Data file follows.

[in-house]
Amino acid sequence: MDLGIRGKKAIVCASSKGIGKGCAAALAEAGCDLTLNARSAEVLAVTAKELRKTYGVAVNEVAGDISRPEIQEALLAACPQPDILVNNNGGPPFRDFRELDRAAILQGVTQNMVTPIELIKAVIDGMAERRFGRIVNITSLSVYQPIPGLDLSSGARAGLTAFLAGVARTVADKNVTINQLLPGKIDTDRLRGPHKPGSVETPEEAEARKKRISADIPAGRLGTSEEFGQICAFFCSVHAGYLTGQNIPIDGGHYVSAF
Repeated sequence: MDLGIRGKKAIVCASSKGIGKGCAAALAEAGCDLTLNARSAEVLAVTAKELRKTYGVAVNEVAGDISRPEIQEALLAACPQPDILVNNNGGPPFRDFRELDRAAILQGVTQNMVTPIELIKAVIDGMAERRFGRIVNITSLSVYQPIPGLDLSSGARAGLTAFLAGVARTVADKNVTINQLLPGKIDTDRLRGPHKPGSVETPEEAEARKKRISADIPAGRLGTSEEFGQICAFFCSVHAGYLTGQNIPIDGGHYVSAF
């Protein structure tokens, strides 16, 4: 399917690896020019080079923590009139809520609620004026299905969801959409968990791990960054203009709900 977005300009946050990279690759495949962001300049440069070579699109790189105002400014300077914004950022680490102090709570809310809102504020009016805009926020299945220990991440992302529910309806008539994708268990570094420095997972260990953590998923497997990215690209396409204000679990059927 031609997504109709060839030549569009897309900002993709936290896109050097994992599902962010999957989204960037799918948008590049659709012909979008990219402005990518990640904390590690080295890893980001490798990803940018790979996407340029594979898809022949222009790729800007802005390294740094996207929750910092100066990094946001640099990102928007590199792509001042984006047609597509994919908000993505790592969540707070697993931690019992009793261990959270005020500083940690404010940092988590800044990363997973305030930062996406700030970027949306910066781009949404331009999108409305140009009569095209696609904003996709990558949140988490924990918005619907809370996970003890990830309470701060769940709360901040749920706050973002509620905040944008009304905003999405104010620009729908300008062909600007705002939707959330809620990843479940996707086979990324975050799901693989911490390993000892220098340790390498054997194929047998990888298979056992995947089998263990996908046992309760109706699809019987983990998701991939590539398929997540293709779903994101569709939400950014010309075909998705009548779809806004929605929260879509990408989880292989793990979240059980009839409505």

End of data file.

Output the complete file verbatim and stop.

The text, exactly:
[in-house]
Amino acid sequence: MDLGIRGKKAIVCASSKGIGKGCAAALAEAGCDLTLNARSAEVLAVTAKELRKTYGVAVNEVAGDISRPEIQEALLAACPQPDILVNNNGGPPFRDFRELDRAAILQGVTQNMVTPIELIKAVIDGMAERRFGRIVNITSLSVYQPIPGLDLSSGARAGLTAFLAGVARTVADKNVTINQLLPGKIDTDRLRGPHKPGSVETPEEAEARKKRISADIPAGRLGTSEEFGQICAFFCSVHAGYLTGQNIPIDGGHYVSAF
Repeated sequence: MDLGIRGKKAIVCASSKGIGKGCAAALAEAGCDLTLNARSAEVLAVTAKELRKTYGVAVNEVAGDISRPEIQEALLAACPQPDILVNNNGGPPFRDFRELDRAAILQGVTQNMVTPIELIKAVIDGMAERRFGRIVNITSLSVYQPIPGLDLSSGARAGLTAFLAGVARTVADKNVTINQLLPGKIDTDRLRGPHKPGSVETPEEAEARKKRISADIPAGRLGTSEEFGQICAFFCSVHAGYLTGQNIPIDGGHYVSAF
């Protein structure tokens, strides 16, 4: 399917690896020019080079923590009139809520609620004026299905969801959409968990791990960054203009709900 977005300009946050990279690759495949962001300049440069070579699109790189105002400014300077914004950022680490102090709570809310809102504020009016805009926020299945220990991440992302529910309806008539994708268990570094420095997972260990953590998923497997990215690209396409204000679990059927 031609997504109709060839030549569009897309900002993709936290896109050097994992599902962010999957989204960037799918948008590049659709012909979008990219402005990518990640904390590690080295890893980001490798990803940018790979996407340029594979898809022949222009790729800007802005390294740094996207929750910092100066990094946001640099990102928007590199792509001042984006047609597509994919908000993505790592969540707070697993931690019992009793261990959270005020500083940690404010940092988590800044990363997973305030930062996406700030970027949306910066781009949404331009999108409305140009009569095209696609904003996709990558949140988490924990918005619907809370996970003890990830309470701060769940709360901040749920706050973002509620905040944008009304905003999405104010620009729908300008062909600007705002939707959330809620990843479940996707086979990324975050799901693989911490390993000892220098340790390498054997194929047998990888298979056992995947089998263990996908046992309760109706699809019987983990998701991939590539398929997540293709779903994101569709939400950014010309075909998705009548779809806004929605929260879509990408989880292989793990979240059980009839409505």